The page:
Louise Mothersole and Becca Biscuit are having the time of their fucking lives and we’re all invited. Imperial epaulettes jangling on their shoulders as they pour beers for the audience and proffer cubes of cheese, screaming the words to Simply Red’s “Fairground” (a terrible, terrible song, good God), English flag facepaint glowing luminescent in the dark, their energy is infectious. I realise as we file into Summerhall’s Main Hall that this is where I saw Chris Thorpe’s Status last year. It’s weirdly fitting – Sh!t Theatre Drink Rum With Expats feels a bit like Status’s mutant, drunken little sister. It’s rum-bunctious, you might say. (Not my pun, Salome Wagaine’s).
Commissioned by their Maltese friend Charlie to create a piece of work for Valletta’s European City of Culture celebrations (“We love money. We need money,” they intone, deadpan), Sh!t Theatre absconded to Malta last year for a period of research (read: a free holiday.) More specifically, they relocated to The Pub, a white expat hub and the place where that actor from Gladiator Oliver Reed died after a massive drinking binge. So far, so irreverent.
Of course, because it’s Sh!t Theatre, there’s a lot of extremely funny stuff about tasteless Oliver Reed merch, about different drinking cultures, about the weird characters the duo find camped out at The Pub. You start to get the feeling that this could be the best party you’ve ever been to – but maybe that’s the free beer kicking in. Louisa and Becca down shots onstage, offer us rum and make us collectively toast to Oliver Reed (“One for the peasants!”), tell us statistics of Libyan refugees who drowned trying to get to Malta, crowdsurf surprisingly successfully despite the disorderliness of the audience, tell us about the journalist Daphne Caruana Galizia who was murdered by a car bomb, teach us Maltese penis jokes, explain the difference between expats and immigrants, bring Becca’s dog Nala onstage, tell us about Leave campaigners purchasing Maltese passports to guarantee EU citizenship post-Brexit, and lead us in raucous drinking songs. Whew.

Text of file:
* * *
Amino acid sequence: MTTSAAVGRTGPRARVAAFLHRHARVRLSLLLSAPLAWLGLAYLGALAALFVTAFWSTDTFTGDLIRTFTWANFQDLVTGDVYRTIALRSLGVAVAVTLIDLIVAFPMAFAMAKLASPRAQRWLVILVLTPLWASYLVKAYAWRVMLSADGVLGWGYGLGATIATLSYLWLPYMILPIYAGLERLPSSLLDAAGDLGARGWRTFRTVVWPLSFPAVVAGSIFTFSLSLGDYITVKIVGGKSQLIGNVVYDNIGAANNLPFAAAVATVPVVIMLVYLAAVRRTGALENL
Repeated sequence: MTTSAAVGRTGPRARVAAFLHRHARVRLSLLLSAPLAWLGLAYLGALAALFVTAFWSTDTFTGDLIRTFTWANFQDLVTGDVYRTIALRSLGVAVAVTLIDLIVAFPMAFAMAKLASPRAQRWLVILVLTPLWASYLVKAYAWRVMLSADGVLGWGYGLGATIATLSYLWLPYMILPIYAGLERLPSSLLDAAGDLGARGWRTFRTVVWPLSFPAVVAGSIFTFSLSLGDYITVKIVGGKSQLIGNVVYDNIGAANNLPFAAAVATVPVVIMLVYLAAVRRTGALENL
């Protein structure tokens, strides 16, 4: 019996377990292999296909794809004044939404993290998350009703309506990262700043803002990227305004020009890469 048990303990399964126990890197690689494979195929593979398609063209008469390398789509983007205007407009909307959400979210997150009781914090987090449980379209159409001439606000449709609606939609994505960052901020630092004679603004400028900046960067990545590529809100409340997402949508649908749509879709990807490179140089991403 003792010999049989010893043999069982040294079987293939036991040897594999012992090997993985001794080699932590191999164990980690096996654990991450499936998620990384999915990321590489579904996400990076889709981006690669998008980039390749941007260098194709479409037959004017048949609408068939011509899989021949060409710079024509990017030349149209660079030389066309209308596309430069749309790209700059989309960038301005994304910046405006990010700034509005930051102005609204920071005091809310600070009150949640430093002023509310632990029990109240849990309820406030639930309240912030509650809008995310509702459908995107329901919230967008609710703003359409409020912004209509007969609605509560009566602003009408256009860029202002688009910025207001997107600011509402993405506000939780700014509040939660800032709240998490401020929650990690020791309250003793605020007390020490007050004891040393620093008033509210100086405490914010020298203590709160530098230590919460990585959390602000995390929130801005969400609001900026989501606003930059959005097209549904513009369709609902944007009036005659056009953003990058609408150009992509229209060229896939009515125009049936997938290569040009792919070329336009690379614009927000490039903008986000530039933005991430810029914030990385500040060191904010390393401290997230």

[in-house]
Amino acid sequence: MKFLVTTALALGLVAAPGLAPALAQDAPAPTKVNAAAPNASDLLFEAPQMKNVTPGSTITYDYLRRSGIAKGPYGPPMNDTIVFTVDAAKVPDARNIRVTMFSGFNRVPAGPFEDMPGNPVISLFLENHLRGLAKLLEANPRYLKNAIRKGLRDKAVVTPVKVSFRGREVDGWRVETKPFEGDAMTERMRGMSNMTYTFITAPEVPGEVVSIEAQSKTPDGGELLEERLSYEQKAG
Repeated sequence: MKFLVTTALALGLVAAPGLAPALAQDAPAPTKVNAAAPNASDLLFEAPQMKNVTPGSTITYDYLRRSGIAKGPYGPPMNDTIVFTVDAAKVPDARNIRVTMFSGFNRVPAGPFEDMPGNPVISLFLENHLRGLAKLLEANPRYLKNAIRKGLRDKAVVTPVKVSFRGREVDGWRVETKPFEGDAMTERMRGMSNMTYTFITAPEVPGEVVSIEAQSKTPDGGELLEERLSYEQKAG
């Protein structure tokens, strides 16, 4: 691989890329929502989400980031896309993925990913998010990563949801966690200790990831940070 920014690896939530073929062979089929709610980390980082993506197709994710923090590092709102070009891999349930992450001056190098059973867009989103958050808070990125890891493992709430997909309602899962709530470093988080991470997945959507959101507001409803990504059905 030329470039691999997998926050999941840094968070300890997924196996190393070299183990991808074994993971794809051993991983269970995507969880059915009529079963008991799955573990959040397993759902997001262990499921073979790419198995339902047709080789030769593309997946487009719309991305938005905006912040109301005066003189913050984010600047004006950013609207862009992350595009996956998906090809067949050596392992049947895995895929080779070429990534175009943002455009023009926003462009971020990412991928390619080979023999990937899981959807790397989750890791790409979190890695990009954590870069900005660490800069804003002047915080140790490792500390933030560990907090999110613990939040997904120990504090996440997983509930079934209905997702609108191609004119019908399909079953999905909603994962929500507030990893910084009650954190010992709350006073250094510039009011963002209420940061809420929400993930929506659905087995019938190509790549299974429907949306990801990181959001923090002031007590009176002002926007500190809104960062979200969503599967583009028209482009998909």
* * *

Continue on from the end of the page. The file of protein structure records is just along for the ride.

The horror and the humour are folded into each other expertly – there’s always been an undercurrent of murkiness to Sh!t Theatre’s work, though Drink Rum is, without a doubt, their darkest piece so far. In true Sh!t Theatre form, the droll video design ends up as the vital third character, consistently slyly undercutting and/or emphasising what’s being said onstage. They have an uncanny ability to suggest that what they’re doing is improvised and chaotic, and not, in fact, precisely structured (enormous credit must go to Adam Brace’s suction-tight dramaturgy and direction). They know exactly what they’re doing when they bring out Becca’s dog – inciting those inevitable audience “aww”s, when listing the number of refugees who die in lifeboats every day provokes only an awkward silence. The laughter bleeds into the awfulness, like when you stay out all night and then feel your hangover starting to creep in behind the eyes. Maybe if you keep drinking, you can shrug it off for a while, but it’s still going to hit, and when it does, it’s going to be twice as bad. And then it does hit, in an astonishing final twenty-minute torrent which feels akin to a panic attack, with intrusive thoughts/images flooding in in a relentlessly savage chokehold.
After the show, a friend who’d not enjoyed the show said the following: “I don’t want to be tipsy when I’m looking at people who are about to drown. I felt badly held as an audience member.”
It’s a valid point, but I didn’t feel duped, or badly held by Sh!t Theatre Drink Rum With Expats. The journey the audience go on is the same one Becca and Louise went on when they arrived in Valletta – starting at a place of raucous jollity, then being met with occasional flashes of atrocity which are swatted away until they come so thick and fast that they’re impossible to ignore. I didn’t feel like Sh!t Theatre were telling us off because, well, they’re as complicit and privileged as us. It’s expertly done stuff, an acutely constructed web that tangles itself around your feet and trips you up when you least expect it. It is a supremely confident and coldly furious piece of work, and it is a tough, tough watch, but it’s also their best show yet. Saħħa.
Sh!t Theatre Drink Rum With Expats is on at Summerhall until 25th August, as part of the 2019 Edinburgh fringe. More info and tickets here.